We’ve had mammo fun with Chipper Jones’ nearly incomprehensible Twitter feed. Today Chris Jones of ESPN the Magazine dives deeper into one of the more unexpected developments of the season:
In hindsight, his first tweet — “Yes, the ol man finally got the twitta!” — was a sign of the weirdness that was to come. The first whispers started: Is Chipper Jones illiterate? Did he get beaned last night? Every night, Jones made Twitter part of his rigid routine, and every morning, a growing band of linguists tried to translate. (There isn’t a name yet for his language. I’d like to nominate Chipperish — Chipper plus English. Also, it rhymes with gibberish.)
Not gonna lie. I’m kind of worried that once Jones retires and doesn’t have anything serious like actual baseball games to reign him in that he’s going to go full-Busey on us.
The Orioles have inked shortstop Alcides Escobar to a minor league contract, MLB.com’s Joe Trezza reported Saturday. The deal comes with an invitation to spring training and will allow Escobar to earn $700,000 in the majors if he breaks camp with the team (via Jon Heyman of MLB Network). The team has yet to formally announce the agreement.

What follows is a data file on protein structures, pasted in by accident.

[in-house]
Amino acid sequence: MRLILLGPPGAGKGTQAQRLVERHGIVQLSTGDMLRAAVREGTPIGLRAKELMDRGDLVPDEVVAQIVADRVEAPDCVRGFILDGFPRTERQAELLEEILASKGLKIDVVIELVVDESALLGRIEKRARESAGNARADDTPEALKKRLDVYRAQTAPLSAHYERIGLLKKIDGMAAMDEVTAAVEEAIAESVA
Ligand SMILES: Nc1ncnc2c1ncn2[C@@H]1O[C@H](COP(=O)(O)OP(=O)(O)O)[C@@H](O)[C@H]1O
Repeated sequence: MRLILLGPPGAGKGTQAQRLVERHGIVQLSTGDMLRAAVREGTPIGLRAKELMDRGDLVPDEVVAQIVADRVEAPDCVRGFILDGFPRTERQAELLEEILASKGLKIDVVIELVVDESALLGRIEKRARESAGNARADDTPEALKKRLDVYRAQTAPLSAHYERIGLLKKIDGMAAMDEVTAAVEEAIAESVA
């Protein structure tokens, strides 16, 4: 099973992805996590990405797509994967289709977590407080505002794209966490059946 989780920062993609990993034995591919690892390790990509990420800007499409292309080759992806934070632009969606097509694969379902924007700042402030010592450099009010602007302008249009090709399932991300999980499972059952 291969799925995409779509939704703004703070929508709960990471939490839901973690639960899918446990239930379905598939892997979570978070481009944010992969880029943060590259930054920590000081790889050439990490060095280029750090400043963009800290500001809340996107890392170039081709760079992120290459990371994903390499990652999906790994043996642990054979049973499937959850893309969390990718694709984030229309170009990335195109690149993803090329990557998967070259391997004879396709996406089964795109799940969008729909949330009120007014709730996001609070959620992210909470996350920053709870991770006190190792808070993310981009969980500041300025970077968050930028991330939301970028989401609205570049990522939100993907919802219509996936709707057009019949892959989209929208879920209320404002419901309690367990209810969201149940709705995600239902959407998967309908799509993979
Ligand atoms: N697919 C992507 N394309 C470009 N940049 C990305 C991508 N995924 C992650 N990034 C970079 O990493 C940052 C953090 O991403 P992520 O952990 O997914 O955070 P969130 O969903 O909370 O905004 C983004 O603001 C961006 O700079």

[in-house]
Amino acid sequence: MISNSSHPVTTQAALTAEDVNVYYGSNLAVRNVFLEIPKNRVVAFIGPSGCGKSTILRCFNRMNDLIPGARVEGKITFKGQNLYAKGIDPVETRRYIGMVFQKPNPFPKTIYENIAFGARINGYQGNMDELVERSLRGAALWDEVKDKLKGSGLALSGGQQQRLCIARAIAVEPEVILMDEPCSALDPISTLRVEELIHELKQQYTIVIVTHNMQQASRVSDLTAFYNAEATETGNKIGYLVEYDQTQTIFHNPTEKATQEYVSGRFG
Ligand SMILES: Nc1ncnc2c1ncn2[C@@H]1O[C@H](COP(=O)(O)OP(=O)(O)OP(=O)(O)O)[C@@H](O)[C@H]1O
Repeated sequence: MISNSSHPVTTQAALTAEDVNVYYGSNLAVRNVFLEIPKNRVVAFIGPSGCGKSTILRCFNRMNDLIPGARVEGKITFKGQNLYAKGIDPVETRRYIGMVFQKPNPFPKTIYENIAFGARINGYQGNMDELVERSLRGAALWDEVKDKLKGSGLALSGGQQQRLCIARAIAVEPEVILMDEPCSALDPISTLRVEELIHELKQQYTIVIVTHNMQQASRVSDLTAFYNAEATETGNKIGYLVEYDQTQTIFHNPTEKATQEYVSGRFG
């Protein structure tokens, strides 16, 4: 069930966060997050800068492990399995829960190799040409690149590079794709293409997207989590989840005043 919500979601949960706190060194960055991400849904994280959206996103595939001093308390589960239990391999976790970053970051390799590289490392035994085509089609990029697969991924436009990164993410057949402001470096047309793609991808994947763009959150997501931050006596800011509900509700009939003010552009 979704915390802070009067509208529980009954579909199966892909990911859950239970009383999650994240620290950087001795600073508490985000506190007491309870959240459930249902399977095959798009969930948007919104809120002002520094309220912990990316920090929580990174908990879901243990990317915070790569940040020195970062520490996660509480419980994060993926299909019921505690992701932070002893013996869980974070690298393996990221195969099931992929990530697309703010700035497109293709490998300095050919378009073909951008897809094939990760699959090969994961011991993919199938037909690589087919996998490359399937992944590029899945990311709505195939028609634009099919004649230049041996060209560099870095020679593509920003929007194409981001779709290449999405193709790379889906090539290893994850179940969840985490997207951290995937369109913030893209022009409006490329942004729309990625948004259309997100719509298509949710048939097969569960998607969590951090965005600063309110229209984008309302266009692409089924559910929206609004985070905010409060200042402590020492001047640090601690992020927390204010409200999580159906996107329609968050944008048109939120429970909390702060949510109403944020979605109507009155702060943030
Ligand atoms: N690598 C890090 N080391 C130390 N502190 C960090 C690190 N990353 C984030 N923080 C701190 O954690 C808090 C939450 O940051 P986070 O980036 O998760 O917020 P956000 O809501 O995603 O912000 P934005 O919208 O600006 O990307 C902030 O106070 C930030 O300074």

Escobar, 32, completed an eight-year run with the Royals in 2018. No longer the .280-average, 3.0-fWAR player of seasons past, he hit several career lows after batting .231/.279/.313 with four home runs, eight stolen bases (in 10 chances), and a .593 OPS through 531 plate appearances last year. His defensive ratings also took a hit, and FanGraphs pegged him as the fourth-worst shortstop in the majors after he accumulated -12 DRS over the course of the season, only slightly higher than the Orioles/Dodgers’ Manny Machado, Mets’ Amed Rosario, and Red Sox’ Xander Bogaerts.
Still, Heyman holds that Escobar is being considered for the starting gig this spring and could yet prove an upgrade over top prospects and infield candidates Richie Martin and Drew Jackson. At the very least, the veteran shortstop figures to stabilize the position given Martin and Jackson’s relative inexperience, as both infielders played to varying results in Double-A Tulsa last year and have yet to break into the majors. Should either player earn consideration for the position in camp, however, Escobar might still work his way onto the Opening Day roster in a utility role as he saw some time at third base, second base, and center field in 2018.